A practical limitation of blockchains (particularly as it relates to smart contracts) is the consensus constraints which largely isolate the system off from the outside world, making it difficult for smart contracts to reliably interface with real-world events while maintaining the integrity of decentralized consensus. ChinLink offers a solution for some of these limitations which is explained in this guide.
The self-executing nature of smart contracts furthermore makes it imperative that the data fed into them is correct. This issue is addressed by introducing oracles — third-party data stream providers for the blockchain. However, it is important that the level of security and trustworthiness provided are commensurate with that of the blockchain supported and most oracle services today are centralized in how they function, making them not much more secure than traditional, centrally run certificate authorities and thus prone to similar single points of failure.
What is ChainLink?
ChainLink has been working on developing such adequately designed oracle solutions since 2014 in an effort to provide an infrastructure for the disjointed blockchain ecosystem and bridge the off-chain/on-chain gap. Among the project’s technical advisors are some of the world’s leading researchers in decentralized consensus (notably Prof. Ari Juels, an RSA Chief Scientist and head of Initiative for Cryptocurrencies and Contracts, or IC3) as well as Ethereum developer and smart contracts authority Hudson Jameson, who has also earlier written about and expressed his support for ChainLink.
The approach ChainLink employs is by providing decentralized distribution of Oracle nodes (anybody can apply to operate a node and sell data) which profile themselves in the kind of data they collect and are rewarded for pulling the data from as many and diverse source points and outlets as possible. ChainLink’s on-chain interface then (a bundle of smart contracts designated as CHAINLINK-SC) aggregates the results and calculates a weighted answer from the collectively pooled results. A reputation system is put in place for keeping track of service provider performance metrics and helping to more efficiently match request queries with corresponding services.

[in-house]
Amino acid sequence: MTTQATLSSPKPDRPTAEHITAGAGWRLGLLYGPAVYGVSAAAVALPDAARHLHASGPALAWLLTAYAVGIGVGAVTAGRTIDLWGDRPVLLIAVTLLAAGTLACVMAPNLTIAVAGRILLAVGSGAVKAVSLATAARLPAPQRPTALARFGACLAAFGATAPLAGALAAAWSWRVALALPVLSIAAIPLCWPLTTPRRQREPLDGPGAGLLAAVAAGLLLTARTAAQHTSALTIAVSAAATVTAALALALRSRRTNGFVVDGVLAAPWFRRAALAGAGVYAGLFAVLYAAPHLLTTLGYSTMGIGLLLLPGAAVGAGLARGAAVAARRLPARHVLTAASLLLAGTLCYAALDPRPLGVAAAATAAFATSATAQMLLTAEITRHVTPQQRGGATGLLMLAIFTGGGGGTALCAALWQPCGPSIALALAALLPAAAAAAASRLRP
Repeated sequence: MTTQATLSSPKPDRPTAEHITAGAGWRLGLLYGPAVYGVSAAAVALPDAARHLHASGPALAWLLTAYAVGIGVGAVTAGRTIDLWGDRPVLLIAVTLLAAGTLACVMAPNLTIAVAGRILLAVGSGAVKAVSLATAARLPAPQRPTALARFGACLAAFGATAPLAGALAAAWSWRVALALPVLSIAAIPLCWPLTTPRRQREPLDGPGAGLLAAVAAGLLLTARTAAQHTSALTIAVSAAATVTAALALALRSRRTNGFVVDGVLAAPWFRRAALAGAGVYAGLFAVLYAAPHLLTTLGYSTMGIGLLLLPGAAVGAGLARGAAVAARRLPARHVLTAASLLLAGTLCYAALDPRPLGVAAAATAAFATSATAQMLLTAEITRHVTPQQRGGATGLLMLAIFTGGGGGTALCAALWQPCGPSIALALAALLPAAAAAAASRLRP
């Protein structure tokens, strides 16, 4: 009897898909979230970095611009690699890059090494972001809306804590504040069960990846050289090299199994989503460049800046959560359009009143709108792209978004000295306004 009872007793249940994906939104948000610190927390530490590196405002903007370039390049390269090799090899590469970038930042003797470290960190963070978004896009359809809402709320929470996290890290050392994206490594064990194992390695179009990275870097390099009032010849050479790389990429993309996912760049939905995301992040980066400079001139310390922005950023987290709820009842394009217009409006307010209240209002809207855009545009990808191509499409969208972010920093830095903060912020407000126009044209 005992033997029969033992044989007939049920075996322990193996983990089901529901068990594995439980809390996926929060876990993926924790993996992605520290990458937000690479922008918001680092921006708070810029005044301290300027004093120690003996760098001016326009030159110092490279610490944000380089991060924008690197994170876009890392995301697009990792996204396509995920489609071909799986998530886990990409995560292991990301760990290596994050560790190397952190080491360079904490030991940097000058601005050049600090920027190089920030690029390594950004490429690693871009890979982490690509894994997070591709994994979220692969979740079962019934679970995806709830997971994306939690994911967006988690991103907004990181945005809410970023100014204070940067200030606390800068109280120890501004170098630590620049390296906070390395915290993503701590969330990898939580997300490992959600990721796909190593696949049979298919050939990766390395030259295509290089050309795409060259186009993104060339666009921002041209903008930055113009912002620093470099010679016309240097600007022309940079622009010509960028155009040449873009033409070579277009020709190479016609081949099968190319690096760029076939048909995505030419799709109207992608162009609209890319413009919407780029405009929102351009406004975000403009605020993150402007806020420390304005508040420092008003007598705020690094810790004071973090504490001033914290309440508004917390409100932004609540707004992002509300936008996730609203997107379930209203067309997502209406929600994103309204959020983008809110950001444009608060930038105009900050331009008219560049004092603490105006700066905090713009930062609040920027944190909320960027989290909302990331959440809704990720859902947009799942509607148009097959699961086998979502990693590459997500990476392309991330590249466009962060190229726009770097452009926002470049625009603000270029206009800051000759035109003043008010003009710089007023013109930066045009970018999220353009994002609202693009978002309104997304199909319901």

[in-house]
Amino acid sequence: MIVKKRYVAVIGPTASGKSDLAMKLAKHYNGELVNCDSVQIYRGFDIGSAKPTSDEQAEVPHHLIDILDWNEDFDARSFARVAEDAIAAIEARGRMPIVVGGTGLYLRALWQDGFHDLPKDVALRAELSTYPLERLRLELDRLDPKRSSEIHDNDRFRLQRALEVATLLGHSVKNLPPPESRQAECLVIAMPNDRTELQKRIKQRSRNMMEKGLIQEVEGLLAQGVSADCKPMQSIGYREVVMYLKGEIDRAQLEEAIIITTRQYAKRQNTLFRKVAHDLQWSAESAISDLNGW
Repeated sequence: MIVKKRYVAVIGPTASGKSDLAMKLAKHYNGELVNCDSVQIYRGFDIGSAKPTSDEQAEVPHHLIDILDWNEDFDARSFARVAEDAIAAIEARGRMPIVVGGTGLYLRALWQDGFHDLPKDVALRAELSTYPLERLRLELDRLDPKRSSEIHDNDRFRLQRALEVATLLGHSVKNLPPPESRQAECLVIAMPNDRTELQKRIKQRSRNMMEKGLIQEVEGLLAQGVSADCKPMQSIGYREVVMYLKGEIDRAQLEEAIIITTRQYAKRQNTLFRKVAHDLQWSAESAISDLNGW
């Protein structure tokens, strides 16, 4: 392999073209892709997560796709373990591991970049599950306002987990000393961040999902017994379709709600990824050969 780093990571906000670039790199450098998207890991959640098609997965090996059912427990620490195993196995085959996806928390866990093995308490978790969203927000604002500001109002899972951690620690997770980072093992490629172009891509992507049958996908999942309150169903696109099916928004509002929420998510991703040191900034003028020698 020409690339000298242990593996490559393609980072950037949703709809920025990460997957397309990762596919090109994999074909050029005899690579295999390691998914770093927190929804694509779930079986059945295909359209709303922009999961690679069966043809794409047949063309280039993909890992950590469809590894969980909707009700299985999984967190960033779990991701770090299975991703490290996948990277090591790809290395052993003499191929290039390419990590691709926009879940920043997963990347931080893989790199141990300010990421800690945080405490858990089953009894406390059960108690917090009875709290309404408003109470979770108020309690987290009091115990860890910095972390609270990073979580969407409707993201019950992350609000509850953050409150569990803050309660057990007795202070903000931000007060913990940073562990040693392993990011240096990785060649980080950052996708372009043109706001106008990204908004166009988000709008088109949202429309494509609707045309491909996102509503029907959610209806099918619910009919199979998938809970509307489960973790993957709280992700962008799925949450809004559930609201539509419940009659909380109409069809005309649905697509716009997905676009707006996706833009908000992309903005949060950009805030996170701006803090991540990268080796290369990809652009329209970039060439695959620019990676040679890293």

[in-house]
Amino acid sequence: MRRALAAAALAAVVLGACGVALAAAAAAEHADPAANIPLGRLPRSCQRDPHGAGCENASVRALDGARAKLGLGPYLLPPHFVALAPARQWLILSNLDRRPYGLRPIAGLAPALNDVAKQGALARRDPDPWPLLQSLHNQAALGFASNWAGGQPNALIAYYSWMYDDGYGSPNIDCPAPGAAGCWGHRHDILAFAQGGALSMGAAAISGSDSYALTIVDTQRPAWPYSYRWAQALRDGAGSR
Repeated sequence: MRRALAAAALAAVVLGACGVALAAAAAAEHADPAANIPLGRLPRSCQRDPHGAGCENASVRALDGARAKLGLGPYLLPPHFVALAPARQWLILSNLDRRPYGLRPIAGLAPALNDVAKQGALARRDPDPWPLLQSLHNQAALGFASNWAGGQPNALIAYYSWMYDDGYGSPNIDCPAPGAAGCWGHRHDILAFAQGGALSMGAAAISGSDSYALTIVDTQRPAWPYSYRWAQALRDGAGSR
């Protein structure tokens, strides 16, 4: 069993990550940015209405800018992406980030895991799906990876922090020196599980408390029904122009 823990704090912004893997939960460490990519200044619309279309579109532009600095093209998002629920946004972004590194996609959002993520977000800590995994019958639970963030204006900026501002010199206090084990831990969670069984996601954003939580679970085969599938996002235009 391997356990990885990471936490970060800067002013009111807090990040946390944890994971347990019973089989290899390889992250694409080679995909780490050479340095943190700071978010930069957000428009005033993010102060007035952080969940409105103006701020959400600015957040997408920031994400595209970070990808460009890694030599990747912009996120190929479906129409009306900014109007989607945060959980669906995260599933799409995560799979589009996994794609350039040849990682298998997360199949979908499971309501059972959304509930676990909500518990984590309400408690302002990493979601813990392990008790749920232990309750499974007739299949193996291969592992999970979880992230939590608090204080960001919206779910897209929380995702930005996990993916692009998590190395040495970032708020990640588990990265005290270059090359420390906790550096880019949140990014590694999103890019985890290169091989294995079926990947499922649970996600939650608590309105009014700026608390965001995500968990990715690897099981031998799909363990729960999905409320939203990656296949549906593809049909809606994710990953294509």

The underlying principle is not unlike that of Augur’s oracle and the “wisdom of crowds” although applied differently and implementing a more fine-tuned system of incentives and cryptographic restrictions to prevent misbehavior and ensure a quality of service and data integrity.
The LINK token itself is a utility token which serves to both monetize data, as locked up collateral for penalty purposes and additionally implements the extended ERC-677 functionality which serves to act as a message passing mechanism (the transferAndCall functionality) between the initiating and Oracle contract.
It’s also astonishing that ChainLink’s modularly upgradeable architecture is designed to work on Bitcoin, Ethereum, and HyperLedger and is implementing the same mechanisms and design rationales in working with SWIFT on their own SWIFT Smart Oracle.
I myself came across ChainLink after a week of struggling with Oraclize, only to discover that ChainLink offers an intuitive interface for quickly assembling and linking smart contracts. There is also a service of custom smart contracts and support in helping one integrate the functionality needed.
Here is an example of an oracle that feeds the ETH price in USD on a daily basis to an Ethereum contract. Oracle services can also be dynamically requested in response to the contract’s load – e.g., refreshing every few minutes, although this may not always be economically viable due to the prohibitive gas expenditure that is continuously drained from the requesting contract, but ChainLink is developing off-chain solutions to this along with an automated oracle matching mechanism.
The LINK token gravitates around 0.5-1$ and is mostly bought from and traded on Binance.